On Saturday the Church will celebrate the Assumption of Blessed Virgin Mary, one of the major feasts of the College’s patron saint. This is the Church’s memorial of Mary’s passing. It is the first entry for August 15 in the Roman Martyrology:
“The Solemnity of the Assumption of the Blessed Virgin Mary, Mother of our God and Lord Jesus Christ, who, having completed the earthly course of life, was taken up to heavenly glory in body and soul.”
This day is a holy day of obligation when Catholics are bound to come together at Mass. Pope Pius XII, in 1950, solemnly defined the Assumption to be an article of faith. The pope exercised his authority in this instance to proclaim an infallible teaching, to which a religious submission of mind and will is enjoined on the faithful. The context of such a teaching is that it is and has been universally held without controversy by all Catholics everywhere. Anecdotally, one of the Brothers of Saint Mary’s College remembers explaining to his mother that the pope had declared the belief in the Assumption as an infallible teaching to which she expressed shock that such hadn’t been the case already. She and everyone she knew already thought of the Assumption as part of the faith. It may be the case that the decree of 1950 was more an expression of popular devotion to Mary than any doctrinal exigency. The Feast of the Assumption has a pedigree reaching back to the earliest Church calendars. In the fifth century the Church in Jerusalem celebrated Mary as the God-bearer on this day. By the seventh century the celebration had become a memorial of her passing, in the East more commonly called the Dormition (the “falling asleep”) and in the West, the Assumption (the “taking up”).
Medieval monks of southern Italy used to read a homily by the eighth-century school-master Paul the Deacon about Martha and Mary (Luke 10:38-42) on this day . The message of the homily was about the active and passive life. It may seem strange at first glance to read about the sisters of Lazarus on a major feast of the Mother of God. But the theme of the active and passive life and the theological meaning of the Assumption come together. Mary was the first to believe the Good News of the Incarnation and her bodily assumption into heaven at the end of her life is the promise of our own. The use of Paul the Deacon’s homily is a joyful reminder of the resurrection of the flesh, when on the last day we will be transformed body and soul into a new creation. Heaven, it seems, is about more than passive contemplation. There is a place for Martha there too! Evelyn Underhill, the Anglican spiritual writer of the last century, has a poem envisioning both the active and passive life of heaven.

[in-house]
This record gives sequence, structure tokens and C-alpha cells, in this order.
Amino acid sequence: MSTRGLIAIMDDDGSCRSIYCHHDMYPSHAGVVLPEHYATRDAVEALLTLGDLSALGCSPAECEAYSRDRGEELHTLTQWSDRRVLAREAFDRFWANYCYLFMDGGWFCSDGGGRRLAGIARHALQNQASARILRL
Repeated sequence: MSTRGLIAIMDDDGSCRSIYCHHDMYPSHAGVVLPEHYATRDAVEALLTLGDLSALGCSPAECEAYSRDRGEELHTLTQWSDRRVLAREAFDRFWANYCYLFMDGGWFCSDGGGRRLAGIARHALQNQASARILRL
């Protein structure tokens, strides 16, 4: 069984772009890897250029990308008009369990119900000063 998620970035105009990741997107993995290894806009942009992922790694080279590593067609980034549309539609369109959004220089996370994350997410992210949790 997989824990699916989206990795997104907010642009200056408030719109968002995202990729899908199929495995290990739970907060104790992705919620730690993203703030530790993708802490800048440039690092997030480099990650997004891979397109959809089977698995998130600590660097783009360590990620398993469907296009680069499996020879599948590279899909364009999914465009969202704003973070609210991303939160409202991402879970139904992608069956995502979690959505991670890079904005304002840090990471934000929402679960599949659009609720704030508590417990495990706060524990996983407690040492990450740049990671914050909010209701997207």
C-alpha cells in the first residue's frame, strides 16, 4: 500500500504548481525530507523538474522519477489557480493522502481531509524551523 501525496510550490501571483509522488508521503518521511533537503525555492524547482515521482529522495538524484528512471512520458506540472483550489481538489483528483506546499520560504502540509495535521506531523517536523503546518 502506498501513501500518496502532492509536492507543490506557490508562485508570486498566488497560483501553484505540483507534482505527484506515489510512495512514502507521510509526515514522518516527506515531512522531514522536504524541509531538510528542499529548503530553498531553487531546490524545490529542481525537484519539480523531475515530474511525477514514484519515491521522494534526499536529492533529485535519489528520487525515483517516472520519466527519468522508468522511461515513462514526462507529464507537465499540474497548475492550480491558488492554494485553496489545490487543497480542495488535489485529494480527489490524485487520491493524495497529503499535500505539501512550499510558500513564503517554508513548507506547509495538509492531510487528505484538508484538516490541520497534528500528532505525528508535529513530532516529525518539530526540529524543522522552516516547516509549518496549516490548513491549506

Thoughts about Heaven
Heaven’s not a place.
Where time doth race
Across the flatted fields of edgeless space
thou shalt not hear its news, nor its retreat discover.
No! ’tis a dance
Where love perpetual,
Loved one to lover.
Heaven’s not a rest.
No! but to battle with new zest:
Untired, with warrior joy
The sharp clean spirit to employ
On life’s new enterprise.
It’s the surprise
Of keen delighted mind
That wakes to find
Old fetters gone,
Strong shining immortality put on.
Heaven is to be
In God at last made free,
There more and more
Strange secrets of communion to explore:
Within the mighty movements of His will
Our tangled loves fulfil:
To pluck the rosemary we cannot reach
With the mind’s span,
And so at last
Breathe the rich fragrance of our hoarded past
And learn the slow unfolding of the plan.
Together to unroll
The blazoned story of the pilgrim soul;
All the long ardent pain,
The craving and the bliss at last made plain.
Sometimes to sleep
Locked each to each
Within his deep,
Or playing in his wave
The sudden splendour of the flood to brave:
Great tide of his undimmed vitality
That breaks in beauty on the world’s wide beach
And draws all life again toward its heart,
Stirring to new and mutual increase
Love-quickened souls therein that have their part,
Therein that find their peace.
Nuns of medieval southern Italy had the practice, in the octave of the feast, of reading the Song of Songs, the biblical epithalamy in honor of Solomon and his bride, the Queen of the South. Such a beautiful custom was a reminder that in Mary we witness God’s passionate and undying love for humanity.
Our chapel celebrates the Assumption of Saint Mary in the grand statue of the narthex and in the stained glass above the altar. It is interesting to note that the original patronal feast of the College would have been on December 8, the Immaculate Conception of Mary. Bishop Alemany dedicated the newly erected cathedral of San Francisco to the Immaculate Conception in 1854. Saint Mary’s College was born there in 1863. After the building of the College chapel in Moraga in 1928 the Assumption of Mary has become the main patronal feast. It is a long-standing custom for the College community to gather for a late morning Mass on August 15 when it falls on a weekday, followed by a barbeque and the rest of the day off from work. Assumption Residence Hall, the first-year honors community and once the home of student Brothers, is named in honor of this feast of Saint Mary. Private meditation on Mary’s bodily assumption into heaven is available to everyone year round as the fourth Glorious Mystery of the Holy Rosary.
Evelyn Underhill, An Anthology of the Love of God (New York:1953), pp. 99-100.
History of the feast from Pierre Jounel, Le culte des saints dans les basiliques du Latran et du Vatican au douzième siècle (Paris: 1977).